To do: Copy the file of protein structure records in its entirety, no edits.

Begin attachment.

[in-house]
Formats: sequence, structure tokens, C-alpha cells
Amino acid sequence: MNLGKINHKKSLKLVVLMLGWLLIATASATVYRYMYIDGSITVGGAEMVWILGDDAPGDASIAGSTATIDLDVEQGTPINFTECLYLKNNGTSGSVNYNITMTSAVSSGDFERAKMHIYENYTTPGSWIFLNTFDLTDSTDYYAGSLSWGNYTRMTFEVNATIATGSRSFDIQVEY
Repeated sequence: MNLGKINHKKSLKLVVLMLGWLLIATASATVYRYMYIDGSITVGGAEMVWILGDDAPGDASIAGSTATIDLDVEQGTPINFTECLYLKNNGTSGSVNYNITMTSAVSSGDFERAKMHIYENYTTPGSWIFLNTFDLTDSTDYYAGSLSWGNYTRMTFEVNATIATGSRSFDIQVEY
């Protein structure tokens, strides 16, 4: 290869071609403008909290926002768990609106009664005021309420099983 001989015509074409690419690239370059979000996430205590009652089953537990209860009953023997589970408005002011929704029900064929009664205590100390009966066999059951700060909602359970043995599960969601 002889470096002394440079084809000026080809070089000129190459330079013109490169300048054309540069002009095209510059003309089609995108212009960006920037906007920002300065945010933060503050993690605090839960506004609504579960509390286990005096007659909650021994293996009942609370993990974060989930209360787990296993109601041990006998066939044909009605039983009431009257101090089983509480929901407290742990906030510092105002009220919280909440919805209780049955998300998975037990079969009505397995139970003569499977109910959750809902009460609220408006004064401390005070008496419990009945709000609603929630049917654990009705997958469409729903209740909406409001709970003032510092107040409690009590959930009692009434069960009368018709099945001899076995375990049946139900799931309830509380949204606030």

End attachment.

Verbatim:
[in-house]
Formats: sequence, structure tokens, C-alpha cells
Amino acid sequence: MNLGKINHKKSLKLVVLMLGWLLIATASATVYRYMYIDGSITVGGAEMVWILGDDAPGDASIAGSTATIDLDVEQGTPINFTECLYLKNNGTSGSVNYNITMTSAVSSGDFERAKMHIYENYTTPGSWIFLNTFDLTDSTDYYAGSLSWGNYTRMTFEVNATIATGSRSFDIQVEY
Repeated sequence: MNLGKINHKKSLKLVVLMLGWLLIATASATVYRYMYIDGSITVGGAEMVWILGDDAPGDASIAGSTATIDLDVEQGTPINFTECLYLKNNGTSGSVNYNITMTSAVSSGDFERAKMHIYENYTTPGSWIFLNTFDLTDSTDYYAGSLSWGNYTRMTFEVNATIATGSRSFDIQVEY
């Protein structure tokens, strides 16, 4: 290869071609403008909290926002768990609106009664005021309420099983 001989015509074409690419690239370059979000996430205590009652089953537990209860009953023997589970408005002011929704029900064929009664205590100390009966066999059951700060909602359970043995599960969601 002889470096002394440079084809000026080809070089000129190459330079013109490169300048054309540069002009095209510059003309089609995108212009960006920037906007920002300065945010933060503050993690605090839960506004609504579960509390286990005096007659909650021994293996009942609370993990974060989930209360787990296993109601041990006998066939044909009605039983009431009257101090089983509480929901407290742990906030510092105002009220919280909440919805209780049955998300998975037990079969009505397995139970003569499977109910959750809902009460609220408006004064401390005070008496419990009945709000609603929630049917654990009705997958469409729903209740909406409001709970003032510092107040409690009590959930009692009434069960009368018709099945001899076995375990049946139900799931309830509380949204606030």